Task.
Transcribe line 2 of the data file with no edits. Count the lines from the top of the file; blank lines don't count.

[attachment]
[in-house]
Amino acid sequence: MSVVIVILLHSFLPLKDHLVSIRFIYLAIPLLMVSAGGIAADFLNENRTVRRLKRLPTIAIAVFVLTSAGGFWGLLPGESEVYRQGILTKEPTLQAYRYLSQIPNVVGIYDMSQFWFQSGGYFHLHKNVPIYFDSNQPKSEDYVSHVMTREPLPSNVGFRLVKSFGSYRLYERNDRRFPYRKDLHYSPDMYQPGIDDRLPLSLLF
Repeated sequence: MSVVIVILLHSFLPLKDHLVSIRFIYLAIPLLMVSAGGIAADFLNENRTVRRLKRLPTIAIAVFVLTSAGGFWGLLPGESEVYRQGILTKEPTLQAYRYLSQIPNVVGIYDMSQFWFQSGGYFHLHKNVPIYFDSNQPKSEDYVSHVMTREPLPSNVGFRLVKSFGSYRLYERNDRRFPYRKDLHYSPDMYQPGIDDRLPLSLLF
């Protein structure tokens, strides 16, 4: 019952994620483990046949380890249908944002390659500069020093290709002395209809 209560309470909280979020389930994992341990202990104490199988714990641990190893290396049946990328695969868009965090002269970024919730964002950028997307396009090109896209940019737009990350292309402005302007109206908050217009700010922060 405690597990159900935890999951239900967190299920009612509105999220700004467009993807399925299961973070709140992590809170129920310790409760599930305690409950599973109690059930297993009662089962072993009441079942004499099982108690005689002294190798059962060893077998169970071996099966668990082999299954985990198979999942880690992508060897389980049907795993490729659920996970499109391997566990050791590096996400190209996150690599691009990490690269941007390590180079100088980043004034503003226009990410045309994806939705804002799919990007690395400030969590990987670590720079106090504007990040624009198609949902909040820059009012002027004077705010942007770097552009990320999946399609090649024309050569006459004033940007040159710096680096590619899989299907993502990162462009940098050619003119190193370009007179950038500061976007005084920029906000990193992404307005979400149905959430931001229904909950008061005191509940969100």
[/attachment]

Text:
Amino acid sequence: MSVVIVILLHSFLPLKDHLVSIRFIYLAIPLLMVSAGGIAADFLNENRTVRRLKRLPTIAIAVFVLTSAGGFWGLLPGESEVYRQGILTKEPTLQAYRYLSQIPNVVGIYDMSQFWFQSGGYFHLHKNVPIYFDSNQPKSEDYVSHVMTREPLPSNVGFRLVKSFGSYRLYERNDRRFPYRKDLHYSPDMYQPGIDDRLPLSLLF